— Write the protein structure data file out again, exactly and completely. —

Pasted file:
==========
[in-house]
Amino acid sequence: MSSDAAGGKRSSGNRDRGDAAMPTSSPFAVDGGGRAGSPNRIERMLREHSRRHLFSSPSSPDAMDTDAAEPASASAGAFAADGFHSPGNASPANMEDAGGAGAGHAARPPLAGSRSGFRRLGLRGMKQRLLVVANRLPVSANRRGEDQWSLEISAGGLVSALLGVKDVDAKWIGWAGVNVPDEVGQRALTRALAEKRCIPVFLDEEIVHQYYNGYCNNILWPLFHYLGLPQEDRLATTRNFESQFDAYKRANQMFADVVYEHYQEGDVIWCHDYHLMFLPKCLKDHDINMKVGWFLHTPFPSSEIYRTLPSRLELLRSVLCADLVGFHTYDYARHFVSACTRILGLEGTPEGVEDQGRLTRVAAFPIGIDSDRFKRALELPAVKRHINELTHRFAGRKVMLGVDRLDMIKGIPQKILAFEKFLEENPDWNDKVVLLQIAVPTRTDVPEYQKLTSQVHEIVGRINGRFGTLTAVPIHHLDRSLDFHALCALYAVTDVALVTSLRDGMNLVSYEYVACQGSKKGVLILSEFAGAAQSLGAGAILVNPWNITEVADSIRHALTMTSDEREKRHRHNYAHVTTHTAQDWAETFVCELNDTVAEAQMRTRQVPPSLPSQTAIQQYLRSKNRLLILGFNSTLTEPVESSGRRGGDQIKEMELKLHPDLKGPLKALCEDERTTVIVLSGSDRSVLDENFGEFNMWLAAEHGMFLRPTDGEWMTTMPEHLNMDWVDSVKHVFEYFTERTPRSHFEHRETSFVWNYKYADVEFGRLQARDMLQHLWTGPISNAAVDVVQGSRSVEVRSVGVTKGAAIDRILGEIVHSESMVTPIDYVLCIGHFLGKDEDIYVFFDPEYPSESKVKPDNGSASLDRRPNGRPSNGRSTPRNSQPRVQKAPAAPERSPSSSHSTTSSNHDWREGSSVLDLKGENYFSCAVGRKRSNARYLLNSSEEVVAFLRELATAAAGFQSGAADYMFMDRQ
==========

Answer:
[in-house]
Amino acid sequence: MSSDAAGGKRSSGNRDRGDAAMPTSSPFAVDGGGRAGSPNRIERMLREHSRRHLFSSPSSPDAMDTDAAEPASASAGAFAADGFHSPGNASPANMEDAGGAGAGHAARPPLAGSRSGFRRLGLRGMKQRLLVVANRLPVSANRRGEDQWSLEISAGGLVSALLGVKDVDAKWIGWAGVNVPDEVGQRALTRALAEKRCIPVFLDEEIVHQYYNGYCNNILWPLFHYLGLPQEDRLATTRNFESQFDAYKRANQMFADVVYEHYQEGDVIWCHDYHLMFLPKCLKDHDINMKVGWFLHTPFPSSEIYRTLPSRLELLRSVLCADLVGFHTYDYARHFVSACTRILGLEGTPEGVEDQGRLTRVAAFPIGIDSDRFKRALELPAVKRHINELTHRFAGRKVMLGVDRLDMIKGIPQKILAFEKFLEENPDWNDKVVLLQIAVPTRTDVPEYQKLTSQVHEIVGRINGRFGTLTAVPIHHLDRSLDFHALCALYAVTDVALVTSLRDGMNLVSYEYVACQGSKKGVLILSEFAGAAQSLGAGAILVNPWNITEVADSIRHALTMTSDEREKRHRHNYAHVTTHTAQDWAETFVCELNDTVAEAQMRTRQVPPSLPSQTAIQQYLRSKNRLLILGFNSTLTEPVESSGRRGGDQIKEMELKLHPDLKGPLKALCEDERTTVIVLSGSDRSVLDENFGEFNMWLAAEHGMFLRPTDGEWMTTMPEHLNMDWVDSVKHVFEYFTERTPRSHFEHRETSFVWNYKYADVEFGRLQARDMLQHLWTGPISNAAVDVVQGSRSVEVRSVGVTKGAAIDRILGEIVHSESMVTPIDYVLCIGHFLGKDEDIYVFFDPEYPSESKVKPDNGSASLDRRPNGRPSNGRSTPRNSQPRVQKAPAAPERSPSSSHSTTSSNHDWREGSSVLDLKGENYFSCAVGRKRSNARYLLNSSEEVVAFLRELATAAAGFQSGAADYMFMDRQ